For years, pastors and leaders have asked me how their organizations can get and keep “it.” That intangible buzz, passion, or momentum that can be felt when you’re a part of something special. When teams have it, everyone knows it—even though they have trouble defining precisely what it is.
Fascinated by this topic, I decided to study it more. I looked at our church and other ministries to find out why some teams have it and others don’t. While there’s not a plug-and-play formula, I was able to identify seven principles that contribute to it:
- Divine focus
- Unmistakable camaraderie
- Innovative minds
- Willingness to fall short
- Heart focused outward
The first thing I noticed about successful organizations is that they always have a clear vision. Ministries that have it are filled with people who understand and believe in the vision. Without that, you will have people who might like the ministry but don’t understand where it is going.
In my experience, I’ve discovered three levels of vision buy-in. Ministries without it have people at levels one and two. Ministries with it tend to have more and more people moving to level three.
Level 1: The people believe in the vision enough to benefit from it.
Like the person who benefits from the service at their favorite restaurant or exercises at the conveniently located gym, these church attenders are people with a constant consumer mindset. They come to church because they like it. It’s easy. It feels good. It’s convenient. They receive something from the ministry. To them, that’s what is most important.
Level 2: The people believe in the vision enough to contribute comfortably.
Like the person who drops some change into a donation jar or participates in a neighborhood watch program, these are people who were consumers but are ready to contribute as long as it’s easy. They’re happy to help if it doesn’t cost much, doesn’t take much, and doesn’t interfere with their other priorities.
Level 3: The people believe in the vision enough to give their lives to it.
These are the people who understand the vision and get it. They recognize their lives are not their own. They belong to Jesus. They exist to serve a cause greater than themselves. They find joy in sacrificial giving and fulfillment in selfless serving. They become part of the lunatic fringe, radically committed to seeking and saving the lost and making disciples of all people. They’re willing to do whatever it takes to do what Jesus has asked them to do. They’re all in, holding nothing back, bringing their all. They don’t go to church; they are the church.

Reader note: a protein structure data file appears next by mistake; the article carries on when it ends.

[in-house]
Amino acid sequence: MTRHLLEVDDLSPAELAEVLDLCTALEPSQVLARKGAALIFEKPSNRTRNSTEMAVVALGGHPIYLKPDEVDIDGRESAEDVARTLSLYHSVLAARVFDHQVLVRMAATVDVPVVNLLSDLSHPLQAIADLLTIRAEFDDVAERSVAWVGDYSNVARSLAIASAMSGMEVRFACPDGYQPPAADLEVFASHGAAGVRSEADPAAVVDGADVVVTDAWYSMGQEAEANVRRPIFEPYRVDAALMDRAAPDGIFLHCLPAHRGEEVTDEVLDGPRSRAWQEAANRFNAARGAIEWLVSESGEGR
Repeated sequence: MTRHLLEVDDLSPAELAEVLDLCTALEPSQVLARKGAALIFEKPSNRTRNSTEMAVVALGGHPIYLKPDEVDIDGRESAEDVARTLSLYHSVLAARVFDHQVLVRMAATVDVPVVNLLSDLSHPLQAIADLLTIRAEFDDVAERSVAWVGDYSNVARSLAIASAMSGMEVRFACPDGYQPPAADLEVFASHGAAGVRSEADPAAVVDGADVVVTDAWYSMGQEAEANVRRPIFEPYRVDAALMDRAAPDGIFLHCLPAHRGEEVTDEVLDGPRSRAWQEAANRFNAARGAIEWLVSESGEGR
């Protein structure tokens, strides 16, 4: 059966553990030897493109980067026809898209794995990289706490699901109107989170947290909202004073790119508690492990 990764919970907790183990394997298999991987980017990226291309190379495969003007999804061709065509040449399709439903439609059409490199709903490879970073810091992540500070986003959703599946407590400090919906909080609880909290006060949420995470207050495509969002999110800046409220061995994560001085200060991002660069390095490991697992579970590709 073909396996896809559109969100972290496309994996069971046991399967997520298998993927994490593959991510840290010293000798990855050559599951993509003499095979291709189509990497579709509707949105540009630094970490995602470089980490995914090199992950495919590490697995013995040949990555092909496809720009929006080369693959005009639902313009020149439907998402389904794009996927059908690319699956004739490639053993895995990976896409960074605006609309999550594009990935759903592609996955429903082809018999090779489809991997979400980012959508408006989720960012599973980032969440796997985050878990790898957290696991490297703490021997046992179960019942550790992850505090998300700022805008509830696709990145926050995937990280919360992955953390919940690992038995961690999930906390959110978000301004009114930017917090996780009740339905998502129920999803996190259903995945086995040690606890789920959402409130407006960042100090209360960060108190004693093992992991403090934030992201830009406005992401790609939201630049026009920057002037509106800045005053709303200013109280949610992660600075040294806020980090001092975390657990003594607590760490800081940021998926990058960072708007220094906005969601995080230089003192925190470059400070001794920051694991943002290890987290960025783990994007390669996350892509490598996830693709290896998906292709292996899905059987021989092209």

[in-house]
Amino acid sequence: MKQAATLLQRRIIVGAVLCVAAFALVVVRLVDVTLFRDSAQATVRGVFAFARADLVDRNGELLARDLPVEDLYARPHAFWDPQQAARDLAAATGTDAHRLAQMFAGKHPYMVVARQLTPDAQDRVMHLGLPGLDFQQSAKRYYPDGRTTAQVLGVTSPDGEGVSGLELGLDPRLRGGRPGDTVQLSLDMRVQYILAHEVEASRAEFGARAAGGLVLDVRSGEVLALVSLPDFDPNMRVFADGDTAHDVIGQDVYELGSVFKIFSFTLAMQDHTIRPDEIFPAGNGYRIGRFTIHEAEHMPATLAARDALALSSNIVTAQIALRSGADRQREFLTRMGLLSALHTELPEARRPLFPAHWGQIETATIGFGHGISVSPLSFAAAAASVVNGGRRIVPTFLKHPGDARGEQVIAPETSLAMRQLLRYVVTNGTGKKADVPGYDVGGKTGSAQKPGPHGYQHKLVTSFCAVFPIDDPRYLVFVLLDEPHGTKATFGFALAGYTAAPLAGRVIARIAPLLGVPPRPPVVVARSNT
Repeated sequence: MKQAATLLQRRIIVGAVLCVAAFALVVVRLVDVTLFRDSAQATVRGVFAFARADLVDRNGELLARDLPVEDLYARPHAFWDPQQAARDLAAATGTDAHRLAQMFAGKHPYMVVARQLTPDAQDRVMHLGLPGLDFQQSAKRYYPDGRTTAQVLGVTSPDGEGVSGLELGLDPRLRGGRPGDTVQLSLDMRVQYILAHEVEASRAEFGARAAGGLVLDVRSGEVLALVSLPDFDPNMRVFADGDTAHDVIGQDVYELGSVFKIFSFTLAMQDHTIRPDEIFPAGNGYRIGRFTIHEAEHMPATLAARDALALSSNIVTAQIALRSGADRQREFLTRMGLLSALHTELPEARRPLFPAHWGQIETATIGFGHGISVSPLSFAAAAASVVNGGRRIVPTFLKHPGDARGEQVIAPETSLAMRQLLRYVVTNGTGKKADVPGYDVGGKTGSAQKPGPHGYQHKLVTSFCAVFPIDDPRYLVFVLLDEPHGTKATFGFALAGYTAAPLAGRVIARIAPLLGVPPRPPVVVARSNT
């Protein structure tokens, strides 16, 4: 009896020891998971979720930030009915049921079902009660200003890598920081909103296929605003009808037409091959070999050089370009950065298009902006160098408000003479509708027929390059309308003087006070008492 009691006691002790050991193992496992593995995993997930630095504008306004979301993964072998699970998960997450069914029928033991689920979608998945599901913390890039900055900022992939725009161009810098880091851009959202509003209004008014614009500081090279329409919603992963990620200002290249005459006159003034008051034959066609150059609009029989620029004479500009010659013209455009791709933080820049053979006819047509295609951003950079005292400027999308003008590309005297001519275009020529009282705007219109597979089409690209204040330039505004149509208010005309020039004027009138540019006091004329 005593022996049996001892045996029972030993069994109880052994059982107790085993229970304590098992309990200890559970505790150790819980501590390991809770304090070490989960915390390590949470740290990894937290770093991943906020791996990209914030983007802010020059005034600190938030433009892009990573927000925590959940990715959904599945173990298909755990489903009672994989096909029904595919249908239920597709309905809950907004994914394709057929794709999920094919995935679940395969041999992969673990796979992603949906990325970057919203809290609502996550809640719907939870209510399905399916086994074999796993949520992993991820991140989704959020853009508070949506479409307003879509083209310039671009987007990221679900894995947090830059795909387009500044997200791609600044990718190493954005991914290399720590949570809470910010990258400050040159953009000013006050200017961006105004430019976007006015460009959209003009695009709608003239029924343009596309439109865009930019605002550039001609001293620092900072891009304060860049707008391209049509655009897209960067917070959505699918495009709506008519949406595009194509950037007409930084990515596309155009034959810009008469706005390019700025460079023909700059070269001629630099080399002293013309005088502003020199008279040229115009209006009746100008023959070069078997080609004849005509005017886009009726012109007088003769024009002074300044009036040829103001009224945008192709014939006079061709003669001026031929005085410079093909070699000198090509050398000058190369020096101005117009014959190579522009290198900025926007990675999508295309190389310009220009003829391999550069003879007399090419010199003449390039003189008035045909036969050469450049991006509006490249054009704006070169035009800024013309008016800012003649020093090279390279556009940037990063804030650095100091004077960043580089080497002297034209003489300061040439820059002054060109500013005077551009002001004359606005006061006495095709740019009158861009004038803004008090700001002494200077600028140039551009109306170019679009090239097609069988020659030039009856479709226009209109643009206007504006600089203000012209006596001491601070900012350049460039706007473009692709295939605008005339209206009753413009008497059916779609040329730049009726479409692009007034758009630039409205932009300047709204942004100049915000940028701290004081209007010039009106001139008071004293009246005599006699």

Though people may drift toward comfort and complacency, they don’t really like it. Deep down they desire more. Way more. Everyone craves a cause worth fighting for. We want to feel like our lives are significant and have purpose. We love to be part of something bigger than ourselves, something making a real, even an eternal, difference. As leaders, it’s our role to seek God, see the vision, communicate it in a compelling way, and invite people to give their lives for the greatest cause on Earth – the cause of Christ.
Taken from LEAD LIKE IT MATTERS by CRAIG GROESCHEL Copyright © AUG 2, 2022, by CRAIG GROESCHEL. Used by permission of Zondervan. www.zondervan.com.
So, consider your organization and what level best describes where your team falls. If a large portion of your team is bought-in at level three, your organization probably has it. What do you need to put in place to keep it? If the majority of your team is bought-in at levels one or two, what can you do to lead your people toward level three buy-in?
Where there is no vision, people struggle, drift, and wander. Where there is a vision, the people have focus, power, and energy, and they’re able to make a larger impact.
If you’d like to learn more about building an organization that has it, read my latest book Lead Like It Matters: 7 Leadership Principles for a Church That Lasts.